Please Note: This article is written for users of the following Microsoft Excel versions: 2007, 2010, and 2013. If you are using an earlier version (Excel 2003 or earlier), this tip may not work for you. For a version of this tip written specifically for earlier versions of Excel, click here: Counting with PivotTables.

Counting with PivotTables

by Allen Wyatt
(last updated November 20, 2018)

1

Suppose you have a data table set up in Excel that represents your club membership. In the first column are the names of club members. In the second column are the cities in which the members live. If you want to find out how many people live in each city, there are several methods you can choose. One method is to create a PivotTable.

To create a PivotTable on your data, follow these steps:

  1. Select a cell within your data table.
  2. Make sure the Insert tab of the ribbon is displayed.
  3. In the Tables group, click the PivotTable tool.
  4. Excel displays the Create PivotTable dialog box. (See Figure 1.)
  5. Figure 1. The Create PivotTable dialog box.

  6. In the Range box, make sure your entire data table is selected, then click on OK. Excel creates an empty PivotTable worksheet.
  7. Drag the City field from the field list to the Row Labels area.
  8. Drag the Name field from the field list to the Values area. Your PivotTable is complete.

ExcelTips is your source for cost-effective Microsoft Excel training. This tip (6160) applies to Microsoft Excel 2007, 2010, and 2013. You can find a version of this tip for the older menu interface of Excel here: Counting with PivotTables.

Author Bio

Allen Wyatt

With more than 50 non-fiction books and numerous magazine articles to his credit, Allen Wyatt is an internationally recognized author. He is president of Sharon Parq Associates, a computer and publishing services company. ...

MORE FROM ALLEN

Forcing Custom Toolbars to Stay in Position

Word 2002 and Word 2003 use dynamic toolbars that can adjust themselves based on usage patterns of the tools. This can ...

Discover More

Viewing Workbook Statistics

Excel keeps track of a range of stats about each workbook you use. If you want to take a look at those stats, it's easy; ...

Discover More

Calculating Weekend Dates

Do you look forward to the weekend? Well, you can use Excel to let you know when the next weekend begins. Here's how you ...

Discover More

Excel Smarts for Beginners! Featuring the friendly and trusted For Dummies style, this popular guide shows beginners how to get up and running with Excel while also helping more experienced users get comfortable with the newest features. Check out Excel 2013 For Dummies today!

More ExcelTips (ribbon)

Maintaining Formatting when Refreshing PivotTables

When you refresh the data in a PivotTable, Excel can play havoc with whatever formatting you applied. Here's how to ...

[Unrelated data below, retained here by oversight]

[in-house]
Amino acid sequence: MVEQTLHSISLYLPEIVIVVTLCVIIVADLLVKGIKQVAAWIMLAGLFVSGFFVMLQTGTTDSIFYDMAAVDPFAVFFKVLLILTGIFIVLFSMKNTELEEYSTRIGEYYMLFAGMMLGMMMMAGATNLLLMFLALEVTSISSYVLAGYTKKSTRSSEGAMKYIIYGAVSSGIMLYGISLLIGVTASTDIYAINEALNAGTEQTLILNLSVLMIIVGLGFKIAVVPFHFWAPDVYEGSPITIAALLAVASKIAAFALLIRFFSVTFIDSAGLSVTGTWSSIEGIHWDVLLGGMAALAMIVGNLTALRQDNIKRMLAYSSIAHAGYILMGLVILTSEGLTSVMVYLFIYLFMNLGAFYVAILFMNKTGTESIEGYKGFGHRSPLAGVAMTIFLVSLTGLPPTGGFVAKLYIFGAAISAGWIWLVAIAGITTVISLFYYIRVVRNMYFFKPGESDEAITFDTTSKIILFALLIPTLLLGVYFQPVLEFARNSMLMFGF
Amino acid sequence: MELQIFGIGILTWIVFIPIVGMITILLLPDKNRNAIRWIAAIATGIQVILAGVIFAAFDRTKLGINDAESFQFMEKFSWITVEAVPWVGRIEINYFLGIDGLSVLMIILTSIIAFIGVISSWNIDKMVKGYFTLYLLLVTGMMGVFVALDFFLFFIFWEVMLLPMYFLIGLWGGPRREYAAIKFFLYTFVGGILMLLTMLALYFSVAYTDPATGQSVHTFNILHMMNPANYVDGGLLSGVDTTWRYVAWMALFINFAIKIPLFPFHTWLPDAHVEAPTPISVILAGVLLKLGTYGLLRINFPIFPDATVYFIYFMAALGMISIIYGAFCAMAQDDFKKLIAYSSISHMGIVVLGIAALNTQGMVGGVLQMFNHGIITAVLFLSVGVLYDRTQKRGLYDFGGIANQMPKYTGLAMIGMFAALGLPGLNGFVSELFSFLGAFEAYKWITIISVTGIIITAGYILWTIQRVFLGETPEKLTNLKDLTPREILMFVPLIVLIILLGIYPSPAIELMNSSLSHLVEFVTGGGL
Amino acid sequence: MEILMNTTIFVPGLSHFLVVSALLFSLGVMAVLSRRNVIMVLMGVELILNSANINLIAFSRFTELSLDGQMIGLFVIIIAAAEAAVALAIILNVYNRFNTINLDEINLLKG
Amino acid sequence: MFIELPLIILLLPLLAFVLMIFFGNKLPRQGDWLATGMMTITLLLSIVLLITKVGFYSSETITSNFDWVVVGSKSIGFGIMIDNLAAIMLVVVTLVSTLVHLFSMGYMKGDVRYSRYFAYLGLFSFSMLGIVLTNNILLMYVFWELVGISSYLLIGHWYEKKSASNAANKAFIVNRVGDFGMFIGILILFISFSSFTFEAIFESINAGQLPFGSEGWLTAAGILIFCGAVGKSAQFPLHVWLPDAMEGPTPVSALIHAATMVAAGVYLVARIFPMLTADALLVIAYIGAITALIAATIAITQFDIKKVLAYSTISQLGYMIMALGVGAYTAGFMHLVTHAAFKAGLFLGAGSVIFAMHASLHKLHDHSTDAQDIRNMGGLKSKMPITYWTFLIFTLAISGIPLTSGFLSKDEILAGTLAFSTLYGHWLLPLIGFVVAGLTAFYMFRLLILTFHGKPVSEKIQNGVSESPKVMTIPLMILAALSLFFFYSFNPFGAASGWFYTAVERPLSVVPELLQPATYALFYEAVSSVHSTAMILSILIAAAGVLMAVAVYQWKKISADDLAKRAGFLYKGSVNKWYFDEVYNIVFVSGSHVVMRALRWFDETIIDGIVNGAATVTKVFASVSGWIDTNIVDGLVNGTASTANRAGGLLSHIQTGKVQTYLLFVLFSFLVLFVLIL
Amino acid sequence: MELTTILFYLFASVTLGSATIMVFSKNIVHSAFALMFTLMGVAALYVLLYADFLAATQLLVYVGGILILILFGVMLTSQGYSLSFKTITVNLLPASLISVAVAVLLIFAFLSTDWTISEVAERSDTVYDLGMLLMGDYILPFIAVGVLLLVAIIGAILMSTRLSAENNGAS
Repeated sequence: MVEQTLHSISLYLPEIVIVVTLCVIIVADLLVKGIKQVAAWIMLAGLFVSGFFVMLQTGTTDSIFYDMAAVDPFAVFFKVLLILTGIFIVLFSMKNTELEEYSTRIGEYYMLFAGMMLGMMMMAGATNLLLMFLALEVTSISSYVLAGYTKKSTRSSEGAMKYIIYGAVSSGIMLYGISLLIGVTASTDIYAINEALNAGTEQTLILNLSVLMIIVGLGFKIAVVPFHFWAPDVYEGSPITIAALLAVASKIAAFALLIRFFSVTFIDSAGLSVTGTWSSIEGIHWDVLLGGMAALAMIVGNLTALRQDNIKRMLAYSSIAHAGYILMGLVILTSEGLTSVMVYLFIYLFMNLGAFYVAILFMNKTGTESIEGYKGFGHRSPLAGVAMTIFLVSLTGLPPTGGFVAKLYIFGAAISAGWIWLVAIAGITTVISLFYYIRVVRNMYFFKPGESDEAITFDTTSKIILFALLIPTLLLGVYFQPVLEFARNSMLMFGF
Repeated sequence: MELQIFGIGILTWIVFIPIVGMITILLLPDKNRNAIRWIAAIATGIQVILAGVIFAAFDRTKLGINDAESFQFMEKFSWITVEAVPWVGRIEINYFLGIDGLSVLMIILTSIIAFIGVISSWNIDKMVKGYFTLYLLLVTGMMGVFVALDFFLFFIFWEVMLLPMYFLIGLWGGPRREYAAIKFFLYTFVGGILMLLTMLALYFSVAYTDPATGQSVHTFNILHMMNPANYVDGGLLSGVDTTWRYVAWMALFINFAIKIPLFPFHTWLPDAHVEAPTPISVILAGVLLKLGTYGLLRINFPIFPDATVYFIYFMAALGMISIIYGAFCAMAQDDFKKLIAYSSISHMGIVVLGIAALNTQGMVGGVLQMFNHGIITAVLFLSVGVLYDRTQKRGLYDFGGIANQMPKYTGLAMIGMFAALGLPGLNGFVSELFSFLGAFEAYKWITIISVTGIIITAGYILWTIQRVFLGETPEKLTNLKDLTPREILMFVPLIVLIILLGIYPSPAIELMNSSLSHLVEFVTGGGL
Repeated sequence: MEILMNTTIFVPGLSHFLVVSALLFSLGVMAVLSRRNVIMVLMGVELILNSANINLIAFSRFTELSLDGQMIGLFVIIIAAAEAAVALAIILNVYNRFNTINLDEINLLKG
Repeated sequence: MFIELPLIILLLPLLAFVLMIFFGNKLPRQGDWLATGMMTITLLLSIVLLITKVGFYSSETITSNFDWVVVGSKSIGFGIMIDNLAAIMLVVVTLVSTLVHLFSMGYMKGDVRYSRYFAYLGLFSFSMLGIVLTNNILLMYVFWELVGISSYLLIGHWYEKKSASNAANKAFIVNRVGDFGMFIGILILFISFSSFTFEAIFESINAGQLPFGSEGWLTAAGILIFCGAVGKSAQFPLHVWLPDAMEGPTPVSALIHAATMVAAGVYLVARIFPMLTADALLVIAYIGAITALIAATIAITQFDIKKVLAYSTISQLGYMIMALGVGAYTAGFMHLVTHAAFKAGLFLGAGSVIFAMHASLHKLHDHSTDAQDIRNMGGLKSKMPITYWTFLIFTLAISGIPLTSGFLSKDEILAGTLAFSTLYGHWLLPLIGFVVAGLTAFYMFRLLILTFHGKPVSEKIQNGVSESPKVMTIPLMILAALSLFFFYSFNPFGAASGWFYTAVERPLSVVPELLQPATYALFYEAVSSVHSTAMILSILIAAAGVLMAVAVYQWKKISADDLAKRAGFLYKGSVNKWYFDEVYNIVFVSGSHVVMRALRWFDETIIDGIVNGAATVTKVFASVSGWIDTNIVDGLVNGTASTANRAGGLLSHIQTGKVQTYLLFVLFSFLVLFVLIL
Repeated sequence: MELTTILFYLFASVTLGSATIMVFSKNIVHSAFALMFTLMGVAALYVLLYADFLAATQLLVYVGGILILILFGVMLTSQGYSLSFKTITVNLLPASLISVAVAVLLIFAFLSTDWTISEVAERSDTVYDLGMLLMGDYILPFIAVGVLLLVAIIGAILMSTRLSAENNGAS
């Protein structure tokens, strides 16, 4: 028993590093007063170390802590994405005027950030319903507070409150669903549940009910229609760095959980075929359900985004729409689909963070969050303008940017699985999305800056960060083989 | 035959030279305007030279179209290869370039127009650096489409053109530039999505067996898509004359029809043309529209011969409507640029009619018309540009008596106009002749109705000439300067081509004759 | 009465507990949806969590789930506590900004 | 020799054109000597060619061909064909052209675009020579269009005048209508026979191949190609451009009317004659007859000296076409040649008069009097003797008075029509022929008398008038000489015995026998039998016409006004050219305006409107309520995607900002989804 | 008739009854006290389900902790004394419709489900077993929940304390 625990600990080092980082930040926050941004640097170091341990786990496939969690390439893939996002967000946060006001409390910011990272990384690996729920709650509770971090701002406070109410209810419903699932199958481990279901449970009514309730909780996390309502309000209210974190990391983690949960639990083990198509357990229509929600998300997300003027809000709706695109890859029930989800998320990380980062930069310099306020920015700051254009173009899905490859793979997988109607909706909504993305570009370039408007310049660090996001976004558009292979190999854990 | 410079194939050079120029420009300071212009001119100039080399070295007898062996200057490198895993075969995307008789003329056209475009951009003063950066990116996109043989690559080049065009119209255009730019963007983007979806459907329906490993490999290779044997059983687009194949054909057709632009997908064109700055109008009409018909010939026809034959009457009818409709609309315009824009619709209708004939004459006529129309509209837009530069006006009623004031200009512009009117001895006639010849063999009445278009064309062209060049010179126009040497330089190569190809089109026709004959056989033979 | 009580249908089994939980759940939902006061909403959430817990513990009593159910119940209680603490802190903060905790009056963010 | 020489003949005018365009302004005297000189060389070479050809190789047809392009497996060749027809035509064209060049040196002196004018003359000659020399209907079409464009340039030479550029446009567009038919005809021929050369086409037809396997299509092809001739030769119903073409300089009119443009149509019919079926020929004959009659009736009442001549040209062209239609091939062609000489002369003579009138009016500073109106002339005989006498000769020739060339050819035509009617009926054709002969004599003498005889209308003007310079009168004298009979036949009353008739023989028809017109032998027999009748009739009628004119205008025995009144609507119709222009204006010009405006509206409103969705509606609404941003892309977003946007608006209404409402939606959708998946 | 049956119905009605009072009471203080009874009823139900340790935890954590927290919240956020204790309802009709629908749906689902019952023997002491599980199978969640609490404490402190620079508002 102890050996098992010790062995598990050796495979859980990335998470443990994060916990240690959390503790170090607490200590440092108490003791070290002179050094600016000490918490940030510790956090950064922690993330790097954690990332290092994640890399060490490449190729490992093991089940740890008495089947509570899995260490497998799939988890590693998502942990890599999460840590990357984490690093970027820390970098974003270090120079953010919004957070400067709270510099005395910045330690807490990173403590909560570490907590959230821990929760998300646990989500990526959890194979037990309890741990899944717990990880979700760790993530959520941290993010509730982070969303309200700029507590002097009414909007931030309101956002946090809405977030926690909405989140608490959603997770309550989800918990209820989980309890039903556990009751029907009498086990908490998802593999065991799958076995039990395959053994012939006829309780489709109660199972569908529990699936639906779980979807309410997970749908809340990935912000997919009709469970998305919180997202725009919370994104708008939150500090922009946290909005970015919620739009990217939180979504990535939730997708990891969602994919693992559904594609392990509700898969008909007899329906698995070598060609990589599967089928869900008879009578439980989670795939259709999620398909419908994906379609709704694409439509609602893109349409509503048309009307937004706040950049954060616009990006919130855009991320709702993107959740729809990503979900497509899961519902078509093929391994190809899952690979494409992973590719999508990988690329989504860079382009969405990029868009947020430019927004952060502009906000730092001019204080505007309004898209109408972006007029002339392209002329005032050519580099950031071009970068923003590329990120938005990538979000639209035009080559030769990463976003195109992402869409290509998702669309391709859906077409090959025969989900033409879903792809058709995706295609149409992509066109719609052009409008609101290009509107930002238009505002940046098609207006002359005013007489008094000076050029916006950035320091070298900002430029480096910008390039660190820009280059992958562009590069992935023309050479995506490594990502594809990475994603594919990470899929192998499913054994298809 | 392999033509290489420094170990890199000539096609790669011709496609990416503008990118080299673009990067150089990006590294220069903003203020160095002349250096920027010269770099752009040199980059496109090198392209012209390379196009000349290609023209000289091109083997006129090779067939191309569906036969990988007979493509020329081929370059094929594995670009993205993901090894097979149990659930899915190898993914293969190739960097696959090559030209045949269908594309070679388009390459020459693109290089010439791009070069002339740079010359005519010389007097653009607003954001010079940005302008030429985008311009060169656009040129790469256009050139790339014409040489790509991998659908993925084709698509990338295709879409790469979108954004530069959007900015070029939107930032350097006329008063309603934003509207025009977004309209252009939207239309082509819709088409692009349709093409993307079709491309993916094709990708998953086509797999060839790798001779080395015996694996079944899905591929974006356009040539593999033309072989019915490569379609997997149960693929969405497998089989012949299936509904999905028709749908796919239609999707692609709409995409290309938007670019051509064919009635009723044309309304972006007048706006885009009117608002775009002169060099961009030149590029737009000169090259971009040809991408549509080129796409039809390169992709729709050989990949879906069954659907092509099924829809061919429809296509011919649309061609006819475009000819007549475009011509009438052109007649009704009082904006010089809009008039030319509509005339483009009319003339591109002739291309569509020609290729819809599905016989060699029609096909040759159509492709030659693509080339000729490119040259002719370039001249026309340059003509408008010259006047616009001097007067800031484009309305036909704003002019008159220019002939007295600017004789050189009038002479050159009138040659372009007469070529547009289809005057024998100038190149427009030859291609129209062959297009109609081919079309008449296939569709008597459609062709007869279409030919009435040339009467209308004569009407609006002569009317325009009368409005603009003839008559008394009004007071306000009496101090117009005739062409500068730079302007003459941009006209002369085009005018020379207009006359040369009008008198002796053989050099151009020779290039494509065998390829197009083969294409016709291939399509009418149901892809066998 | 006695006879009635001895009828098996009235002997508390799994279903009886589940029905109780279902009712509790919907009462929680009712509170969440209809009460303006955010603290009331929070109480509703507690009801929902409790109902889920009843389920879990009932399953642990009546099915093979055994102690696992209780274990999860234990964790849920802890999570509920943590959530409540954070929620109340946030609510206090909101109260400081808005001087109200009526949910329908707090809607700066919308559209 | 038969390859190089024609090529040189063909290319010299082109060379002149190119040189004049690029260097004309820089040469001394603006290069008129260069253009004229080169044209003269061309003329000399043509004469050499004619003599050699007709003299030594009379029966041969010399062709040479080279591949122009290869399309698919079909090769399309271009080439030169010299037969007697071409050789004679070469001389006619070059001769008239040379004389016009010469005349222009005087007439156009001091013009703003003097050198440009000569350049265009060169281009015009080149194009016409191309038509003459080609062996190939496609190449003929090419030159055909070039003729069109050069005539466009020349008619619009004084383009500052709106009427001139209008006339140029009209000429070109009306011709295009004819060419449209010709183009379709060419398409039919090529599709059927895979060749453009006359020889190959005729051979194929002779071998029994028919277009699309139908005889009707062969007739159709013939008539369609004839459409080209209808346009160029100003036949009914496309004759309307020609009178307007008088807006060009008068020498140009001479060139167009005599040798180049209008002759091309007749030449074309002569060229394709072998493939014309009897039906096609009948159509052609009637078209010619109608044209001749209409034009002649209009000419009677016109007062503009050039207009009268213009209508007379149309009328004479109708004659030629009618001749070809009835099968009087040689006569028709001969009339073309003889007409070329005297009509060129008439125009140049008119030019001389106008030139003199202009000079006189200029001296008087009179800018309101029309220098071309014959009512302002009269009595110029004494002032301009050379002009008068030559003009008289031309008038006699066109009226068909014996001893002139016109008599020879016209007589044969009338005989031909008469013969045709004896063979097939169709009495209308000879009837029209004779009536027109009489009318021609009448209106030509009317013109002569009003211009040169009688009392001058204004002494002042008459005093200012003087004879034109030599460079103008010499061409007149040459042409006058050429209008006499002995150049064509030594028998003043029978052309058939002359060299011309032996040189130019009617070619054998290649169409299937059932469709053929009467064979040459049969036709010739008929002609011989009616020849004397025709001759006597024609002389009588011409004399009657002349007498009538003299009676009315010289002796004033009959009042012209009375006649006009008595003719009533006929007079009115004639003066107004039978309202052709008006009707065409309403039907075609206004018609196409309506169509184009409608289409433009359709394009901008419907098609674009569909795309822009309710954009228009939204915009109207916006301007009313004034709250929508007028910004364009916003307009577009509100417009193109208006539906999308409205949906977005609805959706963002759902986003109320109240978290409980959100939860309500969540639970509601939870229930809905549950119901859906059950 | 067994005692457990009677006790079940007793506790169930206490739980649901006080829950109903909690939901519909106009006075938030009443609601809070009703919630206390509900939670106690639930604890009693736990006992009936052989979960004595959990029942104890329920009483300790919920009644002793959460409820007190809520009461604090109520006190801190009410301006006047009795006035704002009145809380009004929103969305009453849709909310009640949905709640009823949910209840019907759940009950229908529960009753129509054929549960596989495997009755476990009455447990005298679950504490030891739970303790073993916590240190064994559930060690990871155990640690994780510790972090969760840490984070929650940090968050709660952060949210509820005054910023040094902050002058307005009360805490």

Discover More

Suppressing Zero Values in PivotTables

PivotTables are great for digesting and analyzing huge amounts of data. But what if you want part of that data excluded, ...

Discover More

Default Formatting for PivotTables

Wish there was a way to define how you want PivotTables formatted before you actually create the PivotTable? You may be ...

Discover More
Subscribe

FREE SERVICE: Get tips like this every week in ExcelTips, a free productivity newsletter. Enter your address and click "Subscribe."

View most recent newsletter.

Comments

If you would like to add an image to your comment (not an avatar, but an image to help in making the point of your comment), include the characters [{fig}] in your comment text. You’ll be prompted to upload your image when you submit the comment. Maximum image size is 6Mpixels. Images larger than 600px wide or 1000px tall will be reduced. Up to three images may be included in a comment. All images are subject to review. Commenting privileges may be curtailed if inappropriate images are posted.

What is five more than 3?

2016-07-16 05:53:21

Eldad

I have a list of 468 zip codes from a mailing list. I want to count the number of listings for each zip code listed: in other words, about half of the list is in 01257, but there are high concentrations in adjacent zip codes, and then two or three in each of about a dozen. How do I get Excel to (a) identify the individual codes without me listing them by number and COUNTing them, and (b) how do I get Excel to count the frequencies of each zip code?

I want Excel to build me a chart of frequency statistics without me lifting more than an index finger.

Thanks.


This Site

Got a version of Excel that uses the ribbon interface (Excel 2007 or later)? This site is for you! If you use an earlier version of Excel, visit our ExcelTips site focusing on the menu interface.

Newest Tips
Subscribe

FREE SERVICE: Get tips like this every week in ExcelTips, a free productivity newsletter. Enter your address and click "Subscribe."

(Your e-mail address is not shared with anyone, ever.)

View the most recent newsletter.